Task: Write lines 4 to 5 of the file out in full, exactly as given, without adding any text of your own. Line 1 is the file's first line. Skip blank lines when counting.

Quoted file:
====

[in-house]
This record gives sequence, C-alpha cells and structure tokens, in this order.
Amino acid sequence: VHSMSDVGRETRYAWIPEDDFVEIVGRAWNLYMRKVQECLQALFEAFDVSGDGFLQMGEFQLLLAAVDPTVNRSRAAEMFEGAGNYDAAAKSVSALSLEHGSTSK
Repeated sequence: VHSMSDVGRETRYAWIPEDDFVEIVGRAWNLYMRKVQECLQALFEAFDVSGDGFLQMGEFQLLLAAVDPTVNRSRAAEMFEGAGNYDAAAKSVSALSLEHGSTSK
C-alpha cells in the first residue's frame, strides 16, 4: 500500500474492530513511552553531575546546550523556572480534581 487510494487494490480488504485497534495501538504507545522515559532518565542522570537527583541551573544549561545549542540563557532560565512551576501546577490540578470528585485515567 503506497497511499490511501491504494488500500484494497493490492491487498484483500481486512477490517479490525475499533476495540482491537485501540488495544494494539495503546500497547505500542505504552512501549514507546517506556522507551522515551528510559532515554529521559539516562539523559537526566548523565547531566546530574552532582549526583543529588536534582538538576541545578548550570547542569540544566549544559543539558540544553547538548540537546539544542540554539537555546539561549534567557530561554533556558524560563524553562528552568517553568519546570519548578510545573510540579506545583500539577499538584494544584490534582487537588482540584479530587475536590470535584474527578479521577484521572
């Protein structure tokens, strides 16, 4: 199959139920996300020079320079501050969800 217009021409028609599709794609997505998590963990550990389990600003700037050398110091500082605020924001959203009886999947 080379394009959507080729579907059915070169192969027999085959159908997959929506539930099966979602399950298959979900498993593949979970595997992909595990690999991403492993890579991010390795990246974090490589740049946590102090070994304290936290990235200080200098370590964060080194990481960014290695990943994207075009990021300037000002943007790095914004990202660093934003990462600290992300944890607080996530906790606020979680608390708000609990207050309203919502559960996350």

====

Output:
Repeated sequence: VHSMSDVGRETRYAWIPEDDFVEIVGRAWNLYMRKVQECLQALFEAFDVSGDGFLQMGEFQLLLAAVDPTVNRSRAAEMFEGAGNYDAAAKSVSALSLEHGSTSK
C-alpha cells in the first residue's frame, strides 16, 4: 500500500474492530513511552553531575546546550523556572480534581 487510494487494490480488504485497534495501538504507545522515559532518565542522570537527583541551573544549561545549542540563557532560565512551576501546577490540578470528585485515567 503506497497511499490511501491504494488500500484494497493490492491487498484483500481486512477490517479490525475499533476495540482491537485501540488495544494494539495503546500497547505500542505504552512501549514507546517506556522507551522515551528510559532515554529521559539516562539523559537526566548523565547531566546530574552532582549526583543529588536534582538538576541545578548550570547542569540544566549544559543539558540544553547538548540537546539544542540554539537555546539561549534567557530561554533556558524560563524553562528552568517553568519546570519548578510545573510540579506545583500539577499538584494544584490534582487537588482540584479530587475536590470535584474527578479521577484521572